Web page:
Yankees Left-Handed Bullpen Questions


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I probably shouldn’t even mention it, but we all know spring training games are meaningless, especially early spring games. But while I was watching yesterday’s game against the Pittsburgh Pirates, something caught my attention. I was impressed to hear that the Pirates have three potential left-handed relievers in their bullpen. So that got me thinking about the Yankees left-handed bullpen situation. Do we have a few good lefties, or will it be the Achilles heel of the entire bullpen this season?

Let’s start with the Matt Thornton, whom the Yankees signed to replace the talented Boone Logan. To fill the void, GM Brian Cashman signed the 37-year-old Thornton to a 2-year $7 million dollar deal. Thornton was an All-Star in 2010 with the Chicago White Sox. He was not only effective against lefties, but he was also good against right-handed batters. But since that 2010 season, his numbers have declined. Last season he was derailed with an oblique injury after being traded to the Boston Red Sox from Chicago. He appeared in a combined total of 60 games in 2013 between Chicago (40) and Boston (20). He’s fully healthy from his oblique injury, and is ready for his role as the Yankees lefty specialist. The Yankees hope Thornton can be the effective reliever he once was for almost an entire decade.

Now after Thornton, the real question marks start to pile up for the Yankees. There are several left-handed relievers in camp, but do any of them really stick out to you? Well there is one guy that sticks out to me. He is Cesar Cabral.

The young lefty showed some promise during last season’s September call-ups. I happened to be at the Stadium during one of his appearances last year. I watched him warm-up in the bullpen and come out and have a fairly successfull outing. In his limited 2013, he appeared in 8 games, pitched 3.2 innings and had a 2.45 ERA. He was impressive against left-handed hitters. Of the nine lefty batters he faced he only allowed one to reach base, and he struck out 6 of them. He’s shown promise, and looks to be the Yankees other left-handed reliever coming out of the pen this season.

The next name on the list is Manny Banuelos. ManBan is one of the many X-factors this season. Banuelos has basically missed two seasons with an elbow injury, which resulted in Tommy John surgery. Although he hasn’t thrown a pitch since May 2012, the good news is he’s healthy and has started a regular throwing program this spring. But what we can expect from Banuelos? If he has a good spring training, the safe thing to do is have him start the season in Scranton. That seems to be what the team is also thinking. While he has a shot to make the 25-man roster right out of the gate, the chances will be slim. Banuelos will make an impact this season for the Yankees, but we have to be patient with him. He will probably be under some type of “Joba Rules” this year, but to what extent? Nobody knows. Banuelos is still young, he’s going to be 23 in March, so at least he still has time on his side. Its going to be interesting to see how he performs this spring.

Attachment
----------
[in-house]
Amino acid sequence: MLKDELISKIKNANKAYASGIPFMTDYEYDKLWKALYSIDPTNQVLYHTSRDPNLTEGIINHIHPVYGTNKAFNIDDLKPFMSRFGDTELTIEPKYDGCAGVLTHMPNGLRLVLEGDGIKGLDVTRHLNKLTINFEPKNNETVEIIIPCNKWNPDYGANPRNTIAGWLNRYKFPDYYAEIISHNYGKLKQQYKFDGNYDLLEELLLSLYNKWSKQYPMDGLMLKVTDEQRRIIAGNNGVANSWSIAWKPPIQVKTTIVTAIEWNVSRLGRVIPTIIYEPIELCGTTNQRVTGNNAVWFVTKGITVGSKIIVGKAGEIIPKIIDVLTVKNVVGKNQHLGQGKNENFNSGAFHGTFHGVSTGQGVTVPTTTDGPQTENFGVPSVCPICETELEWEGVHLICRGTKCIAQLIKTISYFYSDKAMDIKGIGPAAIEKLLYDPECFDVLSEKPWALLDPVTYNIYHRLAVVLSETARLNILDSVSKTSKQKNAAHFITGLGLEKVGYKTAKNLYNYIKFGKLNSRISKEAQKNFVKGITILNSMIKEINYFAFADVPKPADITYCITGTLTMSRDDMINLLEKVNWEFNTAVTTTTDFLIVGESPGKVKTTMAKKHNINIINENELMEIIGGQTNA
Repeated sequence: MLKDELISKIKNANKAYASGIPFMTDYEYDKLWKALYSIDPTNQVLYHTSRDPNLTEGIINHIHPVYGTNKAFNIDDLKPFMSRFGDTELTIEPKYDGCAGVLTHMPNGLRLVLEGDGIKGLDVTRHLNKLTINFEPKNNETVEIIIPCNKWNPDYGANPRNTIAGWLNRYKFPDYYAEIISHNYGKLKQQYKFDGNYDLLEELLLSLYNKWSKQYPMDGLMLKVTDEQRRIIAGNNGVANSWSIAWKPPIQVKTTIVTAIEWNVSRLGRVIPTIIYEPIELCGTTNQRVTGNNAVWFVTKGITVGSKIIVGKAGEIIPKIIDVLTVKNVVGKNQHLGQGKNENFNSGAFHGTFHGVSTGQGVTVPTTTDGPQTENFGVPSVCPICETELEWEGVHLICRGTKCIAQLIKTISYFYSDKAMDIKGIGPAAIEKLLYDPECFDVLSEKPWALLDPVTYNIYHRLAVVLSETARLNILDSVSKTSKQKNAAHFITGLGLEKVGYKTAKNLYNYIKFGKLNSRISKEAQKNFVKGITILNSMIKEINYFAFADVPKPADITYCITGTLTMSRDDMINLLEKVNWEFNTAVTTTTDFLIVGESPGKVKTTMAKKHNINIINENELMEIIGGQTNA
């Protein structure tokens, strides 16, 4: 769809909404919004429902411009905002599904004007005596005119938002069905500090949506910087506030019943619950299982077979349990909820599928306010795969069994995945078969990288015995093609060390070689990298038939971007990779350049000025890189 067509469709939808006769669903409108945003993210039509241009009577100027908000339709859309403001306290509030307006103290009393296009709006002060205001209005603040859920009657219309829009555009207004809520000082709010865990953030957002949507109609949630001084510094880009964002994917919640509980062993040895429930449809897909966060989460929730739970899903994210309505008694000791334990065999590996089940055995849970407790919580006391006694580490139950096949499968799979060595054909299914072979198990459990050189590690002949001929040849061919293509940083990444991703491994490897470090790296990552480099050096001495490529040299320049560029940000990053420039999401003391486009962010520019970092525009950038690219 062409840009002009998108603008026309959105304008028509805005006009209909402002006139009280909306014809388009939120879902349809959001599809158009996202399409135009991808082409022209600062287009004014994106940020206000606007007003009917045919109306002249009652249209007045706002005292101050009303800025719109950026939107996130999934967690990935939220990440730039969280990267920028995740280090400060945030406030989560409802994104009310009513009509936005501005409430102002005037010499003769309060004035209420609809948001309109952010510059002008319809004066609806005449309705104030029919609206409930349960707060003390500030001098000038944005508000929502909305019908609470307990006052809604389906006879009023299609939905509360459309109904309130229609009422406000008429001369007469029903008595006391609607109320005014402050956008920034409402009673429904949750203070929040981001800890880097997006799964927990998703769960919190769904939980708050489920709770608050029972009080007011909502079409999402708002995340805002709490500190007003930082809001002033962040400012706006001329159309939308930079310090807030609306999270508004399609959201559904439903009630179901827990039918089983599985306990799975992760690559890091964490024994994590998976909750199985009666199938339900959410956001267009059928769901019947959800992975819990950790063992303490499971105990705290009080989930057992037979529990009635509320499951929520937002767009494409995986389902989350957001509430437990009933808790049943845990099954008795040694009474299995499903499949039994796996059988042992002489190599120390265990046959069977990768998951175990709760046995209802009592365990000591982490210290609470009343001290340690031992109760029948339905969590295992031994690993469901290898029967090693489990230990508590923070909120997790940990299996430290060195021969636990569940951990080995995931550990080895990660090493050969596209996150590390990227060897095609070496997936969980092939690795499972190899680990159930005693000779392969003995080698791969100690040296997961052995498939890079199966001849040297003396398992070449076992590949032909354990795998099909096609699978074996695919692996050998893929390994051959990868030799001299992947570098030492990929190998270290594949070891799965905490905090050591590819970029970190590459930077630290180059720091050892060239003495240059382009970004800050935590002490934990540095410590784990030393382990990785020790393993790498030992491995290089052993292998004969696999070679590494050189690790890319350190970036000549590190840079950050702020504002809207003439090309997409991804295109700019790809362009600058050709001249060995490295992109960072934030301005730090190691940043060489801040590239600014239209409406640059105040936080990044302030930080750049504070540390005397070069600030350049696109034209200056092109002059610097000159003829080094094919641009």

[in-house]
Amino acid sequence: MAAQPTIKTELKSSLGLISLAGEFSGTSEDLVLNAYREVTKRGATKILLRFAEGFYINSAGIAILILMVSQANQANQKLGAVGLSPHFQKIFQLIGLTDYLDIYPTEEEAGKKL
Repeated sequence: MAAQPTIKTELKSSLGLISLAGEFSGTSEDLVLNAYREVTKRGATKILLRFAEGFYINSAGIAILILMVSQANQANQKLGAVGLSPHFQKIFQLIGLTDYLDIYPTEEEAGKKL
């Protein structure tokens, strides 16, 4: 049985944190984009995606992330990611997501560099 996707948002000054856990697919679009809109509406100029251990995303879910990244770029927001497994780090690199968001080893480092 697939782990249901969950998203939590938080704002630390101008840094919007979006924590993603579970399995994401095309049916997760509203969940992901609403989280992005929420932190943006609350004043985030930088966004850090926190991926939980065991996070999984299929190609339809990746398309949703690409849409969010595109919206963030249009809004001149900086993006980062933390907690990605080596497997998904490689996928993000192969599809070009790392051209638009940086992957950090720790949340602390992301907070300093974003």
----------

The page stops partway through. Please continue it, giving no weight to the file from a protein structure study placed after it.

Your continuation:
We can’t forget about Vidal Nuno. Nuno made some spot starts for the team last season, but his season was cut short due to injury. This spring Nuno is competing for the final spot in the rotation. While he does have a chance to win that coveted number fifth spot, his real chance to make the team will be via the bullpen. As he showcases his stuff this spring, Girardi and company will be looking at him to be the possible long man in the pen, or even as the backup to Matt Thornton. Nuno doesn’t have a killer fastball, but he’s your classic location pitcher. He throws strikes, that’s what makes him effective. He didn’t look bad his first start this on Tuesday, throwing two scoreless innings and striking out two. Nobody is sure what the Yankees will do with Nuno, my guess is he starts the season in Scranton as a starter, but he will see action with big club this season at some point.

There is one last lefty I want to mention. Francisco Rondon, a non-roster invitee. He started out as a starter in Trenton last year, but after some struggles he was moved into the bullpen where he showed vast improvements. His relief numbers in Trenton were 46.1 innings pitched with a 2.14 ERA. He gave up 11 earned runs on 27 hits and struck out 57 against 198 batters faced coming out of the ‘pen. He was then moved up to Scranton where he made only a few appearances out of the bullpen. His numbers weren’t great, but he only pitched a total of 5.2 innings with the Rail-Riders. Rondon will be fighting for a spot on the 40-man roster. He is someone to keep an eye on this spring and during the season.